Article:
Original Ponhaws - Pannhas - Ponhaus - Scrapple

"An heirloom, butchering-time recipe impractical for most modern cooks. Thrifty farmers of the time used everything but the squeal. This is very similar to the more familiar scrapple. Oatmeal scrapple may be made using this recipe subbing that grain for the cornmeal. From the Pennsylvania Dutch chapter of the United States Regional Cookbook, Culinary Arts Institute of Chicago, 1947. Posting it as a historical novelty."
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Ready In:
3hrs 30mins
6 pounds




  • Separate pig head into halves.
  • Remove eyes and brains.
  • Scrape head and clean thoroughly.
  • Place in a large kettle, cover with water and simmer gently for 2 or 3 hours (or until meat falls off the bone).
  • Skim grease from the surface; remove meat, chop finely and return to broth.
  • Season with salt, pepper and sage to taste.
  • Sift in corn meal, stirring constantly, until the mixture is thickened to the consistency of soft mush.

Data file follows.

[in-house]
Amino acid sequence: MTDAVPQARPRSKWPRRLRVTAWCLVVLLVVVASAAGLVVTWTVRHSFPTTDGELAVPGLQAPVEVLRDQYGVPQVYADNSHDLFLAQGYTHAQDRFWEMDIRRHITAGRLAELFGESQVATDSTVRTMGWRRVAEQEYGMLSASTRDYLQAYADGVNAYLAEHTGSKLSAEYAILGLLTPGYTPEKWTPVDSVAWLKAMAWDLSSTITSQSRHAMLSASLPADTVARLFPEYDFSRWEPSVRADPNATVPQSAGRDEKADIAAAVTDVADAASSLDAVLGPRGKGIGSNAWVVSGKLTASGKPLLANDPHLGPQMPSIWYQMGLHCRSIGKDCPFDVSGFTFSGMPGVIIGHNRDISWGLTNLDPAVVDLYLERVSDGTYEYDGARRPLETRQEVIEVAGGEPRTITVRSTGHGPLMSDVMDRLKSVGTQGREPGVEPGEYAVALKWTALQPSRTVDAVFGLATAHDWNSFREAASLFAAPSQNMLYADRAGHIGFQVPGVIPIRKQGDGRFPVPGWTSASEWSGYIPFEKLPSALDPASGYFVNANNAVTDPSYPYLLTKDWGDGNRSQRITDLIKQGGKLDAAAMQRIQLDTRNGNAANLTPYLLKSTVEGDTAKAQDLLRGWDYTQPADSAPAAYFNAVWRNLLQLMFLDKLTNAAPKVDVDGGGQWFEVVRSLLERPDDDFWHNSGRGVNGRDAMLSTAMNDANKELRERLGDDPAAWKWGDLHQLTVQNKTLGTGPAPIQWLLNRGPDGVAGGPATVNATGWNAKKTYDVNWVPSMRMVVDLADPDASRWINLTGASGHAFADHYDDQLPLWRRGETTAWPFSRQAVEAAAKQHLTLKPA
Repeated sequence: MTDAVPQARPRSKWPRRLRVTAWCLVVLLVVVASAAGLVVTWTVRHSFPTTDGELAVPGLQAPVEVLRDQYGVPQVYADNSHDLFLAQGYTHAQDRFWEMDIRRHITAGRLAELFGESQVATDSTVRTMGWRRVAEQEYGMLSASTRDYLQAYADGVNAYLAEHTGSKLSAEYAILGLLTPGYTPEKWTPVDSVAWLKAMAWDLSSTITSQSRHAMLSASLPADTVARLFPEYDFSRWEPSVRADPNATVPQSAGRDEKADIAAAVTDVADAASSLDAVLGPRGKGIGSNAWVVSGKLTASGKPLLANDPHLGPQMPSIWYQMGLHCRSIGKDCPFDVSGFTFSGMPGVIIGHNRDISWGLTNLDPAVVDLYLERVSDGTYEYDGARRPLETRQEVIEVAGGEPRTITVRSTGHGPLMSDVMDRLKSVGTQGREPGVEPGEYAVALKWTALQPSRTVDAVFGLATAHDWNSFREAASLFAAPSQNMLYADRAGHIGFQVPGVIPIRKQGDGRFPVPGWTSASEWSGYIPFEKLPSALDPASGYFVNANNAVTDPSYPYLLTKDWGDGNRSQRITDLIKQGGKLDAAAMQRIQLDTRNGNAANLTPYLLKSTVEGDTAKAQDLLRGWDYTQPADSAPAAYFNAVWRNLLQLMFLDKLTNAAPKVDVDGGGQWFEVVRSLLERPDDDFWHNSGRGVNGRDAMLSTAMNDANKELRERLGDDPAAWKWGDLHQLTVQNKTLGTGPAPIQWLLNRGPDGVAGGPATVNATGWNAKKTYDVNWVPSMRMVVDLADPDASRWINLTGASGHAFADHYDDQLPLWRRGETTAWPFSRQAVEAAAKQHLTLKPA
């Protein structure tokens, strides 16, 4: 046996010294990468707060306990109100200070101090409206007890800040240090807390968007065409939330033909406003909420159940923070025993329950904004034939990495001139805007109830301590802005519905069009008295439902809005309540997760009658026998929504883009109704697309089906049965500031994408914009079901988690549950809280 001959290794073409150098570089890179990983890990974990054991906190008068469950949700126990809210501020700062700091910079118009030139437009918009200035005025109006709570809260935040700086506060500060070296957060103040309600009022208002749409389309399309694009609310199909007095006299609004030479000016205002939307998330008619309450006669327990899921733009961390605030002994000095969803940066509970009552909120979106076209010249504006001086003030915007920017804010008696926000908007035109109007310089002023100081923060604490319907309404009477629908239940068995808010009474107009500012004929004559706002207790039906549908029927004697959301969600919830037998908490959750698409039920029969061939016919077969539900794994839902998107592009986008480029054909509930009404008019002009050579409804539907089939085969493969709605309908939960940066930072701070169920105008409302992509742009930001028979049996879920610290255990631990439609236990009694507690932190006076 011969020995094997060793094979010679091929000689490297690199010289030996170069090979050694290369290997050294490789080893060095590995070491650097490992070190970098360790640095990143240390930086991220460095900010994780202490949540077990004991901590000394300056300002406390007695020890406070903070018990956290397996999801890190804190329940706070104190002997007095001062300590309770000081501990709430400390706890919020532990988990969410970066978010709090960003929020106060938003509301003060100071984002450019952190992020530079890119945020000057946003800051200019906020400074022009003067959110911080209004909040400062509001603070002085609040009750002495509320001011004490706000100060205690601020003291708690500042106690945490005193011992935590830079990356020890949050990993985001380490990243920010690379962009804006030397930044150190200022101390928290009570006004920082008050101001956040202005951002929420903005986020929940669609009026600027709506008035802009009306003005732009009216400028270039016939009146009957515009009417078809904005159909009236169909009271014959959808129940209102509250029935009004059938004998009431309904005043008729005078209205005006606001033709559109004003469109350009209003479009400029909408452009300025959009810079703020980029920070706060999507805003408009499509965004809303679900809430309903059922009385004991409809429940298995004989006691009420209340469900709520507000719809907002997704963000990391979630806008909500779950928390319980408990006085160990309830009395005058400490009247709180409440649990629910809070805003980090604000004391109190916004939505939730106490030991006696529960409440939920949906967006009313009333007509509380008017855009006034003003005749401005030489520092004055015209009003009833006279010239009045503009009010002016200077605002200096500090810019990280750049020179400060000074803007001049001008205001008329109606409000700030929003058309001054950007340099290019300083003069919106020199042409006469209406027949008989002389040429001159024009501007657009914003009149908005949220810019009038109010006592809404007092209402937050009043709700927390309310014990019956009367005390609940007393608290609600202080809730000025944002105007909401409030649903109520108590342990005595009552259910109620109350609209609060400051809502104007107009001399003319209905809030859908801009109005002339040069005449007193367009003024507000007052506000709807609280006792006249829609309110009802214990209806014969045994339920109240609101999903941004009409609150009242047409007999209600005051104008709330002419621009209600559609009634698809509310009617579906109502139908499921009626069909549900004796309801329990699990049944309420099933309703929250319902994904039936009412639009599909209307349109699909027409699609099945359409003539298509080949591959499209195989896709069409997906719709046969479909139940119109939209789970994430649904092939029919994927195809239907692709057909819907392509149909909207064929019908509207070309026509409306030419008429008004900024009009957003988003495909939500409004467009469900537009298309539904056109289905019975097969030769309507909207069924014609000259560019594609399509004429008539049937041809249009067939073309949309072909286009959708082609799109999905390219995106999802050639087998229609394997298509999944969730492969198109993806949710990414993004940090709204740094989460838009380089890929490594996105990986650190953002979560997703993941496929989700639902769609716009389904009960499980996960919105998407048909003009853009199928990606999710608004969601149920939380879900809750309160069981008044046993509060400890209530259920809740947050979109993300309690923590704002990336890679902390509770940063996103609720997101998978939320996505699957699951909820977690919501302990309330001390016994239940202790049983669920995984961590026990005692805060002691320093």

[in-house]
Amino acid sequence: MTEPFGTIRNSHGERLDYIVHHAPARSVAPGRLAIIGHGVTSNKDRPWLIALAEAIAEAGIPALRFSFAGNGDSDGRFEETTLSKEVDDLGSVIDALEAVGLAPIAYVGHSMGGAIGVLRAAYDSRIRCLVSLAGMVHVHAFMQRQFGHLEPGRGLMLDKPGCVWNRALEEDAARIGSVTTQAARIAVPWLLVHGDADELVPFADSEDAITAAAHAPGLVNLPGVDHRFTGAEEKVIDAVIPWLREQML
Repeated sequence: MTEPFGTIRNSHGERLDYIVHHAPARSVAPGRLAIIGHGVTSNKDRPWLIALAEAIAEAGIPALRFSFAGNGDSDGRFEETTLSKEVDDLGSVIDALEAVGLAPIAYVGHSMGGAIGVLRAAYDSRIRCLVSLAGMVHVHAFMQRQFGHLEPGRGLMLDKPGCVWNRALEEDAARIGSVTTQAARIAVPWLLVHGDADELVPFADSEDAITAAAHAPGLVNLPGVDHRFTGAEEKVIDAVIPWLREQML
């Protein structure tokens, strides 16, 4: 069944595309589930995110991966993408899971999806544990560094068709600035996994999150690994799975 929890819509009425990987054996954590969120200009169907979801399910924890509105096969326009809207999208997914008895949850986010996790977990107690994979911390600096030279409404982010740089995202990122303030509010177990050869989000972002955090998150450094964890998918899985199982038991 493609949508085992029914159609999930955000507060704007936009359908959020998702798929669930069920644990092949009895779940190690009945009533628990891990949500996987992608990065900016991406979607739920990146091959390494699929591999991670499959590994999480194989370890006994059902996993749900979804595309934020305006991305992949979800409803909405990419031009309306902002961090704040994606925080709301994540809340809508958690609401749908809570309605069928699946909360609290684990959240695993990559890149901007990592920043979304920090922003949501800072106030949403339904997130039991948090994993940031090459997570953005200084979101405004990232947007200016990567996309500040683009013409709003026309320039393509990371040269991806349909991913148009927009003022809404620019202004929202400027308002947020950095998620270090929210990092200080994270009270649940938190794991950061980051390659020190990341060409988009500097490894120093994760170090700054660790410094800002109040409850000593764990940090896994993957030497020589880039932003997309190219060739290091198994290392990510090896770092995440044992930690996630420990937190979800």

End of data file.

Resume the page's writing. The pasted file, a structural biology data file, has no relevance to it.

• Cook very slowly for one hour over low heat.
  • When sufficiently cooked, pour into greased loaf pans and store in a cool place until ready to use.
  • To serve, cut into 1/2" slices and fry until crisp and brown.

Questions & Replies

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  1. Beth-boyardee
    It amuses me that you say that this is reprinted for "historical purposes". My 82 year old dad, his four brothers, their 32 children, and me and my family make this every Christmas season. We do this same recipe but use ground pork, but if we can get get a hog head we are all over it. Thanks for posting.
  2. vintnerman
    This sounds similar to what my dad and his 9 siblings called "hog oats". Until a few years ago, I didn't know it's familiar name was Ponhaws. From what I can gather, the grain used was whatever was most available, cornmeal, oatmeal, etc. It also appears the spices varied widely. My recipe calls for oatmeal,ground cloves and allspice. I've adapted the pork to use a 3 pound pork loin roast boiled until falling apart and ground fine. Also, after frying the slices until brown, it's doused with dark corn syrup (Karo). Wow! makes me hungry.



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